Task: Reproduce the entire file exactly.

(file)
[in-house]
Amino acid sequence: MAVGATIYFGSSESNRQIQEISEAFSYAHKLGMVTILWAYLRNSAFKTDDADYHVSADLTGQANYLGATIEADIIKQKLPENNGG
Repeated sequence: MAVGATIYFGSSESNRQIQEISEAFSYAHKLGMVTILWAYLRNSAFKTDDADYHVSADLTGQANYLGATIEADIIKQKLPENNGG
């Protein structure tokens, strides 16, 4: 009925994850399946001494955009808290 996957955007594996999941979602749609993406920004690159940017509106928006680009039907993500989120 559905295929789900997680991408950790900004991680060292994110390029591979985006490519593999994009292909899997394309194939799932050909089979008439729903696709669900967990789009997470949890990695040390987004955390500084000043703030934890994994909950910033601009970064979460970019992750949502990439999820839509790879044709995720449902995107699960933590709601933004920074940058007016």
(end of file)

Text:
[in-house]
Amino acid sequence: MAVGATIYFGSSESNRQIQEISEAFSYAHKLGMVTILWAYLRNSAFKTDDADYHVSADLTGQANYLGATIEADIIKQKLPENNGG
Repeated sequence: MAVGATIYFGSSESNRQIQEISEAFSYAHKLGMVTILWAYLRNSAFKTDDADYHVSADLTGQANYLGATIEADIIKQKLPENNGG
């Protein structure tokens, strides 16, 4: 009925994850399946001494955009808290 996957955007594996999941979602749609993406920004690159940017509106928006680009039907993500989120 559905295929789900997680991408950790900004991680060292994110390029591979985006490519593999994009292909899997394309194939799932050909089979008439729903696709669900967990789009997470949890990695040390987004955390500084000043703030934890994994909950910033601009970064979460970019992750949502990439999820839509790879044709995720449902995107699960933590709601933004920074940058007016």